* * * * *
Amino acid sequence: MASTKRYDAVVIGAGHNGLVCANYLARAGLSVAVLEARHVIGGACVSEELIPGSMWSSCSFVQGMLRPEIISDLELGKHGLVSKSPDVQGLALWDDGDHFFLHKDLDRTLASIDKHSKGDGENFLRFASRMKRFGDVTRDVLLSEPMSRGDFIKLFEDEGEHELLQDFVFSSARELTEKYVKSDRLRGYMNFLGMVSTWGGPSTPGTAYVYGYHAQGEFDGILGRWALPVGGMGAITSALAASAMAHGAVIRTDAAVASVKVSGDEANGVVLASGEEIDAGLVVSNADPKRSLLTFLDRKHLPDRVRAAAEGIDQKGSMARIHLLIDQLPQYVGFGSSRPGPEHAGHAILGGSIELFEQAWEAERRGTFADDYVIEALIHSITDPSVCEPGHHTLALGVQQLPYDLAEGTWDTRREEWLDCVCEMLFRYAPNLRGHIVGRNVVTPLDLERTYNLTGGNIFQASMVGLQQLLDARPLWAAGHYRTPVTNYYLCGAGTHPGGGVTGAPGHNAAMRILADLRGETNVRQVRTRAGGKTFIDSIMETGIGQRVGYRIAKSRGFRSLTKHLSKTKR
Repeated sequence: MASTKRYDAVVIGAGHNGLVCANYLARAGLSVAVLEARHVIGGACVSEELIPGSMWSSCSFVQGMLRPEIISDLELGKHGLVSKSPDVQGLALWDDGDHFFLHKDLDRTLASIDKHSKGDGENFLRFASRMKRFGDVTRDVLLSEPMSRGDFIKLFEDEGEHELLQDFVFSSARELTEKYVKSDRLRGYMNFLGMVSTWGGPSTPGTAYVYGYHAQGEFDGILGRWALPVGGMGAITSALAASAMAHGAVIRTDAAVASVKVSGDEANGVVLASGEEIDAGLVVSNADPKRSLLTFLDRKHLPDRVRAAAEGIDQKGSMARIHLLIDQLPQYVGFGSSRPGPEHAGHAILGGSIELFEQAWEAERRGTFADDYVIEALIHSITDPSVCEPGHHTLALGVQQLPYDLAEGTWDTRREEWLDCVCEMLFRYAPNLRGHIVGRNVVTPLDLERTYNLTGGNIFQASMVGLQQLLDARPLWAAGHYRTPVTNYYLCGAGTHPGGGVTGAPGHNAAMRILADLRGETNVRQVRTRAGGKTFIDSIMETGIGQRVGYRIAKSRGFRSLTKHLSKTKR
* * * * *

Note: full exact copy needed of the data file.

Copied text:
Amino acid sequence: MASTKRYDAVVIGAGHNGLVCANYLARAGLSVAVLEARHVIGGACVSEELIPGSMWSSCSFVQGMLRPEIISDLELGKHGLVSKSPDVQGLALWDDGDHFFLHKDLDRTLASIDKHSKGDGENFLRFASRMKRFGDVTRDVLLSEPMSRGDFIKLFEDEGEHELLQDFVFSSARELTEKYVKSDRLRGYMNFLGMVSTWGGPSTPGTAYVYGYHAQGEFDGILGRWALPVGGMGAITSALAASAMAHGAVIRTDAAVASVKVSGDEANGVVLASGEEIDAGLVVSNADPKRSLLTFLDRKHLPDRVRAAAEGIDQKGSMARIHLLIDQLPQYVGFGSSRPGPEHAGHAILGGSIELFEQAWEAERRGTFADDYVIEALIHSITDPSVCEPGHHTLALGVQQLPYDLAEGTWDTRREEWLDCVCEMLFRYAPNLRGHIVGRNVVTPLDLERTYNLTGGNIFQASMVGLQQLLDARPLWAAGHYRTPVTNYYLCGAGTHPGGGVTGAPGHNAAMRILADLRGETNVRQVRTRAGGKTFIDSIMETGIGQRVGYRIAKSRGFRSLTKHLSKTKR
Repeated sequence: MASTKRYDAVVIGAGHNGLVCANYLARAGLSVAVLEARHVIGGACVSEELIPGSMWSSCSFVQGMLRPEIISDLELGKHGLVSKSPDVQGLALWDDGDHFFLHKDLDRTLASIDKHSKGDGENFLRFASRMKRFGDVTRDVLLSEPMSRGDFIKLFEDEGEHELLQDFVFSSARELTEKYVKSDRLRGYMNFLGMVSTWGGPSTPGTAYVYGYHAQGEFDGILGRWALPVGGMGAITSALAASAMAHGAVIRTDAAVASVKVSGDEANGVVLASGEEIDAGLVVSNADPKRSLLTFLDRKHLPDRVRAAAEGIDQKGSMARIHLLIDQLPQYVGFGSSRPGPEHAGHAILGGSIELFEQAWEAERRGTFADDYVIEALIHSITDPSVCEPGHHTLALGVQQLPYDLAEGTWDTRREEWLDCVCEMLFRYAPNLRGHIVGRNVVTPLDLERTYNLTGGNIFQASMVGLQQLLDARPLWAAGHYRTPVTNYYLCGAGTHPGGGVTGAPGHNAAMRILADLRGETNVRQVRTRAGGKTFIDSIMETGIGQRVGYRIAKSRGFRSLTKHLSKTKR